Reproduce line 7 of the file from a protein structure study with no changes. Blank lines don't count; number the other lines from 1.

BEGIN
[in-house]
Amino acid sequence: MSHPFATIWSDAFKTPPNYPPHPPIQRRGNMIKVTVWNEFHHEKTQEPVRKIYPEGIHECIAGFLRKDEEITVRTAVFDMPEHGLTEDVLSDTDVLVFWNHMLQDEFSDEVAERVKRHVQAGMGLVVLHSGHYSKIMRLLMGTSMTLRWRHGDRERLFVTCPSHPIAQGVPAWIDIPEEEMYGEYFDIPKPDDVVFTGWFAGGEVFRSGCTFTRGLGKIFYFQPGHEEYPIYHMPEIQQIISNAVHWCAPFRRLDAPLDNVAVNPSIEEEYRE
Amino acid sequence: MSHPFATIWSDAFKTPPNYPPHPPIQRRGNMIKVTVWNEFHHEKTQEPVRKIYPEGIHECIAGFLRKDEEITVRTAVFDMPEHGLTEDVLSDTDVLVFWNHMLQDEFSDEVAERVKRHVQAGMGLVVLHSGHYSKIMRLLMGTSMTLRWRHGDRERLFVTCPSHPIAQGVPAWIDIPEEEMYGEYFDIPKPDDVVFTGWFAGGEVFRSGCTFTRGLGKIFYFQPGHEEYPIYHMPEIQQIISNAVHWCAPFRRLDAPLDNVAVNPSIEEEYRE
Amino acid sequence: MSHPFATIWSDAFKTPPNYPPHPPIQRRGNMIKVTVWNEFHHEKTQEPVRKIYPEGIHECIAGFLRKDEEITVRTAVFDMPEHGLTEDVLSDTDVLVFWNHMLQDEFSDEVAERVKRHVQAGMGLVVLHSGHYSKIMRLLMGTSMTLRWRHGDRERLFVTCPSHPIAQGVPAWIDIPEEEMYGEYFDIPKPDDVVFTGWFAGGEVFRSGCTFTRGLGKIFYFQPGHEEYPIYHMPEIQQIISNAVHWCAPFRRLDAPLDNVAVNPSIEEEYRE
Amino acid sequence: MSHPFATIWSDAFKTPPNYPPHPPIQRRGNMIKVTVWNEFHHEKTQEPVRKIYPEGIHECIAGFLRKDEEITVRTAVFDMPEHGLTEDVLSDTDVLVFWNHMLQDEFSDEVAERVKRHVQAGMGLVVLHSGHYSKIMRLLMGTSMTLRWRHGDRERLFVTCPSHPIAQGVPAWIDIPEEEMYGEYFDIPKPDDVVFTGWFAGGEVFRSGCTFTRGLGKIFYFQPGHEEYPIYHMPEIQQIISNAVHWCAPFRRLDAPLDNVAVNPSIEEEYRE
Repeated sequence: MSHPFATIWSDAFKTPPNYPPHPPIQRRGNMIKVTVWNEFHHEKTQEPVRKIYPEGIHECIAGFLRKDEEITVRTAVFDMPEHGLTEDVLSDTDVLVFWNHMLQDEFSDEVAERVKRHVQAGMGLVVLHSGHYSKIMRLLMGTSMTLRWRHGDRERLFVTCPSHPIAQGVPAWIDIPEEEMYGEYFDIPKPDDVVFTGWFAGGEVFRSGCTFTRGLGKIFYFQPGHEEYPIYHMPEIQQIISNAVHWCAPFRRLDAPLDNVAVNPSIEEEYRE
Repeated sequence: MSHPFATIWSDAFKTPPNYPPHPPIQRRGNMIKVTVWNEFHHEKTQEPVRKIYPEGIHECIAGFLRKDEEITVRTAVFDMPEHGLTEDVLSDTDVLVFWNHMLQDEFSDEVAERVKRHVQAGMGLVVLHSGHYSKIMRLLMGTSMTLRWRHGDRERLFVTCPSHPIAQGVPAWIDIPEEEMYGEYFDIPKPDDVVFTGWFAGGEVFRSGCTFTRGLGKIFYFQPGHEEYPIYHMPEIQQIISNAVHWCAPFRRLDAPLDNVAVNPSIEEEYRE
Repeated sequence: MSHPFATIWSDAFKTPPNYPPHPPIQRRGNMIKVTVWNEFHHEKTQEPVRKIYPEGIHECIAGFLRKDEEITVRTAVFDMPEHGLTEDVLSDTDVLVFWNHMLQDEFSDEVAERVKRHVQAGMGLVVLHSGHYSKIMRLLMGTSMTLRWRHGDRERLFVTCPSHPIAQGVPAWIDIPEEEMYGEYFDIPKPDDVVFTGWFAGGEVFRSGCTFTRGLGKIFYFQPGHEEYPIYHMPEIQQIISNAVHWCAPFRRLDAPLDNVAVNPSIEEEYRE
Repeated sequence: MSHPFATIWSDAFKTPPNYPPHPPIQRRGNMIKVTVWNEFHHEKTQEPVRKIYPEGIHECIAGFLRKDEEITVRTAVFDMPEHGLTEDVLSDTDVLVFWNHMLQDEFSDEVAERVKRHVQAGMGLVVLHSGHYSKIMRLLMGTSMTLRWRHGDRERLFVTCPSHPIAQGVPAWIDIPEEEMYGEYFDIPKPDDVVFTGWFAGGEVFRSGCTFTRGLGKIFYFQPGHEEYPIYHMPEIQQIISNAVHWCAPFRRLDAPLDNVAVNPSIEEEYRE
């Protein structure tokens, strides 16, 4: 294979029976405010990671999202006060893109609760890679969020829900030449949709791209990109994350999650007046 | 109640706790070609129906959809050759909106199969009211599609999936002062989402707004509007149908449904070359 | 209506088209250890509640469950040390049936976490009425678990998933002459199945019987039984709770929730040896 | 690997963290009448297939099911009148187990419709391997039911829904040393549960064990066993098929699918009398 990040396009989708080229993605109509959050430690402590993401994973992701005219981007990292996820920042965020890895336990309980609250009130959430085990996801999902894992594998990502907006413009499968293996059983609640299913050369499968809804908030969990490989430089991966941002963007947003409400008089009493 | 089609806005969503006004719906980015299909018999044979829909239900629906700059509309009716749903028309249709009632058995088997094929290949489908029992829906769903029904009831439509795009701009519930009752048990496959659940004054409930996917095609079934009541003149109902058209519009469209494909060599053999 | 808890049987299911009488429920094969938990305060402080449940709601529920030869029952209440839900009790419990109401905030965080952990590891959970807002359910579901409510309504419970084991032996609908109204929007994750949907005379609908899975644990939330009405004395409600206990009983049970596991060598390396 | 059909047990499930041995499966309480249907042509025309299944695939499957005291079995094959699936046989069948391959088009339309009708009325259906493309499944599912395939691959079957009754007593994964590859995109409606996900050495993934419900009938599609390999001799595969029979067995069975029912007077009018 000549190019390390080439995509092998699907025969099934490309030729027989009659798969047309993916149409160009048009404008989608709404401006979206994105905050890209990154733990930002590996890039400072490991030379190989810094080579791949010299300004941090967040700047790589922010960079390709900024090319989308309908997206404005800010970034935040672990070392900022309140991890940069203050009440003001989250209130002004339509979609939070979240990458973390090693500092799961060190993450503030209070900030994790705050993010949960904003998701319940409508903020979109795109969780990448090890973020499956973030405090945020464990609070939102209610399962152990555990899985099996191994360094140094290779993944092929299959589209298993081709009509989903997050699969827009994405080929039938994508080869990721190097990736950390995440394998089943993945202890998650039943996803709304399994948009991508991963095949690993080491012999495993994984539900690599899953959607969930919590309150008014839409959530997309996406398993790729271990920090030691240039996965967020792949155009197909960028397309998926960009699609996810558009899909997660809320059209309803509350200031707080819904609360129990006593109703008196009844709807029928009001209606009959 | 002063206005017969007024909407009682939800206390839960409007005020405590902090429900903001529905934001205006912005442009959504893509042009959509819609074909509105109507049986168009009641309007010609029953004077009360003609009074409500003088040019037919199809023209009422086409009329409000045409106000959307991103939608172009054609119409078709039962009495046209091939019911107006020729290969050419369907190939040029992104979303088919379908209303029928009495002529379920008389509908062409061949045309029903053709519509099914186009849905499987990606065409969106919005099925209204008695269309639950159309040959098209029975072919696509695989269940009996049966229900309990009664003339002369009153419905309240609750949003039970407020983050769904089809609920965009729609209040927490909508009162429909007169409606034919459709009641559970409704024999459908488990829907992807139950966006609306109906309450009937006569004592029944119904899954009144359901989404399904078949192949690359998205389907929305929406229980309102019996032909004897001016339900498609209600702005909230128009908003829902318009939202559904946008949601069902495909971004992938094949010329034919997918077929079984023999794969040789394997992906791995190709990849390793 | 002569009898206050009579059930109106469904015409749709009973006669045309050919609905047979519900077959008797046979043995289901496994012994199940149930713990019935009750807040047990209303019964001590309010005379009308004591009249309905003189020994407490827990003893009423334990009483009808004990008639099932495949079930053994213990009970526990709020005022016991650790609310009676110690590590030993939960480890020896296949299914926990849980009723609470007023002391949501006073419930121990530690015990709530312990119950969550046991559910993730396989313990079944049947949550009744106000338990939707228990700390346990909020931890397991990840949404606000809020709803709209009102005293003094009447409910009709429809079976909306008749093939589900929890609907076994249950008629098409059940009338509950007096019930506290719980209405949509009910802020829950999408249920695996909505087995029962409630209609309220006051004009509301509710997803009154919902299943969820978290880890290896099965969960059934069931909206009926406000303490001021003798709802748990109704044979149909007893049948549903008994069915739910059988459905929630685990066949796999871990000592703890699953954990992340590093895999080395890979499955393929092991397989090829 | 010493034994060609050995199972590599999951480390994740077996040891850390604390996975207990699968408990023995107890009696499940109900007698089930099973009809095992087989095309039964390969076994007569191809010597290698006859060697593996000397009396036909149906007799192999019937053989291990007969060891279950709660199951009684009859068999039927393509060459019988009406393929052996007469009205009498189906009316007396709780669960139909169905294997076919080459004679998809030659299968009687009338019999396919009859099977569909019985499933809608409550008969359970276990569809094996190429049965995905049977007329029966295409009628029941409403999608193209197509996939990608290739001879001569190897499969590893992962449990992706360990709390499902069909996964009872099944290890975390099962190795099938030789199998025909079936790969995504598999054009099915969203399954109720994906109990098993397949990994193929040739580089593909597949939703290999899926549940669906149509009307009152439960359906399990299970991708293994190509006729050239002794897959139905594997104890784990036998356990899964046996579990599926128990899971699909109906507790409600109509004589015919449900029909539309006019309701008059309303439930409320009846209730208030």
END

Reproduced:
Repeated sequence: MSHPFATIWSDAFKTPPNYPPHPPIQRRGNMIKVTVWNEFHHEKTQEPVRKIYPEGIHECIAGFLRKDEEITVRTAVFDMPEHGLTEDVLSDTDVLVFWNHMLQDEFSDEVAERVKRHVQAGMGLVVLHSGHYSKIMRLLMGTSMTLRWRHGDRERLFVTCPSHPIAQGVPAWIDIPEEEMYGEYFDIPKPDDVVFTGWFAGGEVFRSGCTFTRGLGKIFYFQPGHEEYPIYHMPEIQQIISNAVHWCAPFRRLDAPLDNVAVNPSIEEEYRE